Budapest was the twin capital of the Austro-Hungarian empire; something that is evident in the grandeur of its buildings, its wide boulevards and rich architectural legacy.
One of the decisions to make when booking your hotel in Budapest is which side of the River Danube you want to be on. Historically, the city was made up of two parts: Buda and Pest. Pest is livelier and more economical with a greater choice of bars and restaurants than in more historic and exclusive Buda, with its castle and relative scarcity in tourist accommodation.
Budapest also has an eclectic side and there’s plenty to surprise and delight you if you are prepared to explore. So if you’d like to fill your time in Budapest with all things quirky, here are some of the most esoteric things to see and do:
Get steamy at the City of Baths
Take a sauna in the ‘City of Baths’. With its natural hot springs, there are a number of baths to choose from in Budapest but top of your agenda should be Rudas Baths, dating back to the 16th century. They were built by the Ottomans, who at the time were laying siege to the city. The baths include an octagonal pool, a Turkish-style dome and a sauna room to test the hardiest of souls. If you’re feeling particularly adventurous, there’s also the option of a vigorous massage.
Immerse yourself in history at Ostalgie
Budapest once formed part of the Soviet bloc and this part of its history is commemorated in Memento Park, home to around 40 statues, busts and plaques of Marx, Lenin and the former national leader, Béla Kun. Some of these were erected as recently as the 1980s.
The exhibition in Ostalgie’s old barracks explores the Soviet invasion of Hungary in 1956 to suppress the national uprising, as well as the changes Budapest has undergone since independence in 1989.
Walk with the dead at Kerepesi Cemetery
Tour Kerepesi Cemetery, Budapest’s city of the dead, which houses 3,000 mausoleums and gravestones containing some of those killed in the 1956 insurrection, including notable politicians, artists, architects, sculptors, composers, scientists and actors.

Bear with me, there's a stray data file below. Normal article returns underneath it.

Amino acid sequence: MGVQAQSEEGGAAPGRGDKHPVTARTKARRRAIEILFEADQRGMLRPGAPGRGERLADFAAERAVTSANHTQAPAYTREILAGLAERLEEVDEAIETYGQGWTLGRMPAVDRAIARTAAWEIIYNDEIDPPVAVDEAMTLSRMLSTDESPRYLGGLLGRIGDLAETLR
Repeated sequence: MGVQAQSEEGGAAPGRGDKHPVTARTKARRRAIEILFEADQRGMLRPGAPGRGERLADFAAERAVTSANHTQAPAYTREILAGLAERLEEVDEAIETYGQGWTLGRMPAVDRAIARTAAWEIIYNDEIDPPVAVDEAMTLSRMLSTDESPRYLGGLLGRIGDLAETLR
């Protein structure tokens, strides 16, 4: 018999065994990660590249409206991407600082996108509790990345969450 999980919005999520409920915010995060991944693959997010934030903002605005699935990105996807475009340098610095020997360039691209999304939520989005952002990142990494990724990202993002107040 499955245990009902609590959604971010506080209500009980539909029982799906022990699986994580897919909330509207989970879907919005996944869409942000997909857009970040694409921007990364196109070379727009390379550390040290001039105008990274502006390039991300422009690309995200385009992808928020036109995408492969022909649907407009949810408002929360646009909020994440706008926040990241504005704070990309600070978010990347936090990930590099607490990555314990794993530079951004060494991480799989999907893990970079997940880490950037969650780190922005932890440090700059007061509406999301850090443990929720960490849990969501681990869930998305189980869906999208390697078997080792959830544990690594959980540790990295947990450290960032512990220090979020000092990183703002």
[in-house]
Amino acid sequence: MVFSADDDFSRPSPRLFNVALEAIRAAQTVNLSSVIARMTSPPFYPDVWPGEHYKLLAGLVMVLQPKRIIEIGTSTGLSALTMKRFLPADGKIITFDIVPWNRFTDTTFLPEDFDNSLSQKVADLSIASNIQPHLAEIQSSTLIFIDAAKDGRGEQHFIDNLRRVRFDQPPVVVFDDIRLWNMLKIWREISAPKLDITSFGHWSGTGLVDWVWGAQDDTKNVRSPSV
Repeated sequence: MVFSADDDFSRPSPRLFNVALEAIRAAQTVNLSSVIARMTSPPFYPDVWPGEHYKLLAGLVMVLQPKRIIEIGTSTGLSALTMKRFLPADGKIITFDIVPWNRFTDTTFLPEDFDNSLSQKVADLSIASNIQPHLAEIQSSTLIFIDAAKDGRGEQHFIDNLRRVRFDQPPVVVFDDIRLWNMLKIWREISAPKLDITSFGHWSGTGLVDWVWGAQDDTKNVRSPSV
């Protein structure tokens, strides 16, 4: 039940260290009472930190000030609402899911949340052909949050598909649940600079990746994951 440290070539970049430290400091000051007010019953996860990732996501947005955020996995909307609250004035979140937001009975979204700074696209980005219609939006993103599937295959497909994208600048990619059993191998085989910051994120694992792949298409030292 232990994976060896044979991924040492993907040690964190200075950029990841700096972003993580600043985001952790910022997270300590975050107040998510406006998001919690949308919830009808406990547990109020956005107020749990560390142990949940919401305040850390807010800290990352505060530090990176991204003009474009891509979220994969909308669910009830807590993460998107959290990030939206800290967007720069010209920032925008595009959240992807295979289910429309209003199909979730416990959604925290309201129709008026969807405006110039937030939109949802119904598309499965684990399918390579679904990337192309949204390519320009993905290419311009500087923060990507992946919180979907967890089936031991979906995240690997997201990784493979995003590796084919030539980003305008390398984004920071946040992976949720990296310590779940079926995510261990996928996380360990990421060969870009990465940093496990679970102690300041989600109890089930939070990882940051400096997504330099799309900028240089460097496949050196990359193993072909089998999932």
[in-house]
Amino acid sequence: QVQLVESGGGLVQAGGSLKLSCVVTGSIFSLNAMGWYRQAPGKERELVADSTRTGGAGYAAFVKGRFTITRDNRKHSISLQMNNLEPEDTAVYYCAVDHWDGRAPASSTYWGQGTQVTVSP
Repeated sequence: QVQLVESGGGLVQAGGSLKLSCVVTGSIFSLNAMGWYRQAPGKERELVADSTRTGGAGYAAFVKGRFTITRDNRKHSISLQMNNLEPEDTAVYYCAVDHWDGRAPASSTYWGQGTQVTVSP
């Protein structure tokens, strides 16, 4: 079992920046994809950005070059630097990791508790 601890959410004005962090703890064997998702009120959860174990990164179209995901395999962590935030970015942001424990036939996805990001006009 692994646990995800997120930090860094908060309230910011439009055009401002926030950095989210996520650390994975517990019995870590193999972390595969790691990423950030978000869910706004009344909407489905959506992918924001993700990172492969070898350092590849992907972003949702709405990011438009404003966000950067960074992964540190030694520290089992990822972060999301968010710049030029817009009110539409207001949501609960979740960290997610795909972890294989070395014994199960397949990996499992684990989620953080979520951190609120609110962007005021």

Go on a Ruin pub crawl
Enjoy a night out at one of the city’s ‘ruin pubs’ which open, and sometimes just as quickly disappear, in some of Budapest’s empty and run-down buildings. Popular with both young and old, they often offer live music, as well as food in atmospheric surroundings.
Top of the list is Szimpla Kert, known simply as Szimpla, one of the most popular nightspots. You could check out Fogás Haz too, which includes a theatre, artist studios as well as a bike rental shop.
Marvel at the Art Nouveau
Explore the city’s rich legacy of art nouveau architecture by following a 10-stop trail. These include: Gellért Thermal Baths, which opened in 1918; the gloriously ostentatious Museum of Applied Arts with its ornate tiling, which the unimpressed Emperor Franz Joseph visited in 1896; Paris department store, with its lavishly decorated café that was once the hangout of the city’s artists, writers and intellectuals; and the House of Hungarian Art-Nouveau café.
Grab a bargain
You can shop for bargains at one of the city’s flea markets. Check out the market in City Park, housed in a former concert hall. Alternatively, browse memorabilia, old photos and amateur paintings, jewellery and cameras, or visit downtown Budapest with its rich variety of second-hand shops.
Enjoy craft beer
One of the more obvious attractions for people booking holidays in Budapest is the wine-tasting tours but less well-known is the weekend-long Craft Beer Festival, held in early June and mid-September in a city square. It showcases wheat, fig, millet and even pear beers, along with hocks and new lagers. If you are not there for the Craft Beer Festival, try coinciding your trip with the Czech Beer Festival held in late June.
Take Hungarian cookery classes
Another offbeat Budapest holiday option is to take a Hungarian cooking class. Hungarian cuisine is famously rich and the courses help you select and prepare ingredients for dishes such as traditional goulash. Classes begin with a visit to the city’s Central Market Hall, guided by a chef, followed by researching, preparing and eating a delicious three-course meal.
Drive a Trabant car for an authentic Soviet experience
For a unique experience, you could hire and learn to drive a Trabant car, a two-stroke vehicle that used to be the most commonly used vehicle in the communist bloc. Choose from a range of terrific tours through the capital.
Take to the air
Finally, why not see Budapest from a different perspective? For a truly memorable experience, sign up for a helicopter ride flying high above iconic sites such as the massive Parliament building, the famous Chain Bridge and the castle district.